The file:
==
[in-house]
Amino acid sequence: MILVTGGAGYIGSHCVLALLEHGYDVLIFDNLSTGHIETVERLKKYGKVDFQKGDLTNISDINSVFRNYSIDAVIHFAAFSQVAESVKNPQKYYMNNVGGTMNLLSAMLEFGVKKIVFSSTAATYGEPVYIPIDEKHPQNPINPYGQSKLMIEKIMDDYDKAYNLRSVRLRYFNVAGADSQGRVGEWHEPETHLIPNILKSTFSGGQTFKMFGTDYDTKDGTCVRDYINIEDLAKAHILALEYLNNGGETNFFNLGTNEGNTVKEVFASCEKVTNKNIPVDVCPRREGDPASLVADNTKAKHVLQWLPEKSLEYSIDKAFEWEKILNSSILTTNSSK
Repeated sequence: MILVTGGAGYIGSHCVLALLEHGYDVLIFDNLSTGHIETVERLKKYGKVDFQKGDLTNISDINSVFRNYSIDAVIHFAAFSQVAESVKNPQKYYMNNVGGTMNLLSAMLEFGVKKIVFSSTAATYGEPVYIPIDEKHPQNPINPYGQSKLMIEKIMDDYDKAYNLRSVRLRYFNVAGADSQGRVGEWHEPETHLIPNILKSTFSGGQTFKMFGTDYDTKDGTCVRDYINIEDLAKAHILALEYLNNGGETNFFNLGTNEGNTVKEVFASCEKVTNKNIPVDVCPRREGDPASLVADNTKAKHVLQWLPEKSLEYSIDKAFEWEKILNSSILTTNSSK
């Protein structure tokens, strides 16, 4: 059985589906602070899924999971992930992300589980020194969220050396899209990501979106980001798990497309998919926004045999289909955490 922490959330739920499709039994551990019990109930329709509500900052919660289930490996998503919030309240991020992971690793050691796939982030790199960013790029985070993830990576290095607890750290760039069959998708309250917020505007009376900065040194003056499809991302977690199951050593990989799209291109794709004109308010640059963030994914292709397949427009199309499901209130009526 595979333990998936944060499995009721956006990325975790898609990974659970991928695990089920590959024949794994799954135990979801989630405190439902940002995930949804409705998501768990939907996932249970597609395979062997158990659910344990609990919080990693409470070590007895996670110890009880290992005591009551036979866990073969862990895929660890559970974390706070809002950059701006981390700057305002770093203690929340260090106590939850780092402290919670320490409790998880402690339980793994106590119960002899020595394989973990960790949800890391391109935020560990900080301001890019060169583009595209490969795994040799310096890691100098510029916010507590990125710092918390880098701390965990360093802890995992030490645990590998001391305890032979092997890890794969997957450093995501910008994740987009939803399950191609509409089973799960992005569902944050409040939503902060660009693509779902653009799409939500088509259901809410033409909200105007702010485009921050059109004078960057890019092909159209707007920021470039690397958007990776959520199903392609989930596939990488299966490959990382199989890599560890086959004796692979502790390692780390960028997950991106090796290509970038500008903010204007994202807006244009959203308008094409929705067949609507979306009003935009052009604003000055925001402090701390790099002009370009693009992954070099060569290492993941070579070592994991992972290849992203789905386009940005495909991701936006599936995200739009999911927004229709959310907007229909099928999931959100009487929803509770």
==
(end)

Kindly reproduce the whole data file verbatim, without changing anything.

[in-house]
Amino acid sequence: MILVTGGAGYIGSHCVLALLEHGYDVLIFDNLSTGHIETVERLKKYGKVDFQKGDLTNISDINSVFRNYSIDAVIHFAAFSQVAESVKNPQKYYMNNVGGTMNLLSAMLEFGVKKIVFSSTAATYGEPVYIPIDEKHPQNPINPYGQSKLMIEKIMDDYDKAYNLRSVRLRYFNVAGADSQGRVGEWHEPETHLIPNILKSTFSGGQTFKMFGTDYDTKDGTCVRDYINIEDLAKAHILALEYLNNGGETNFFNLGTNEGNTVKEVFASCEKVTNKNIPVDVCPRREGDPASLVADNTKAKHVLQWLPEKSLEYSIDKAFEWEKILNSSILTTNSSK
Repeated sequence: MILVTGGAGYIGSHCVLALLEHGYDVLIFDNLSTGHIETVERLKKYGKVDFQKGDLTNISDINSVFRNYSIDAVIHFAAFSQVAESVKNPQKYYMNNVGGTMNLLSAMLEFGVKKIVFSSTAATYGEPVYIPIDEKHPQNPINPYGQSKLMIEKIMDDYDKAYNLRSVRLRYFNVAGADSQGRVGEWHEPETHLIPNILKSTFSGGQTFKMFGTDYDTKDGTCVRDYINIEDLAKAHILALEYLNNGGETNFFNLGTNEGNTVKEVFASCEKVTNKNIPVDVCPRREGDPASLVADNTKAKHVLQWLPEKSLEYSIDKAFEWEKILNSSILTTNSSK
């Protein structure tokens, strides 16, 4: 059985589906602070899924999971992930992300589980020194969220050396899209990501979106980001798990497309998919926004045999289909955490 922490959330739920499709039994551990019990109930329709509500900052919660289930490996998503919030309240991020992971690793050691796939982030790199960013790029985070993830990576290095607890750290760039069959998708309250917020505007009376900065040194003056499809991302977690199951050593990989799209291109794709004109308010640059963030994914292709397949427009199309499901209130009526 595979333990998936944060499995009721956006990325975790898609990974659970991928695990089920590959024949794994799954135990979801989630405190439902940002995930949804409705998501768990939907996932249970597609395979062997158990659910344990609990919080990693409470070590007895996670110890009880290992005591009551036979866990073969862990895929660890559970974390706070809002950059701006981390700057305002770093203690929340260090106590939850780092402290919670320490409790998880402690339980793994106590119960002899020595394989973990960790949800890391391109935020560990900080301001890019060169583009595209490969795994040799310096890691100098510029916010507590990125710092918390880098701390965990360093802890995992030490645990590998001391305890032979092997890890794969997957450093995501910008994740987009939803399950191609509409089973799960992005569902944050409040939503902060660009693509779902653009799409939500088509259901809410033409909200105007702010485009921050059109004078960057890019092909159209707007920021470039690397958007990776959520199903392609989930596939990488299966490959990382199989890599560890086959004796692979502790390692780390960028997950991106090796290509970038500008903010204007994202807006244009959203308008094409929705067949609507979306009003935009052009604003000055925001402090701390790099002009370009693009992954070099060569290492993941070579070592994991992972290849992203789905386009940005495909991701936006599936995200739009999911927004229709959310907007229909099928999931959100009487929803509770």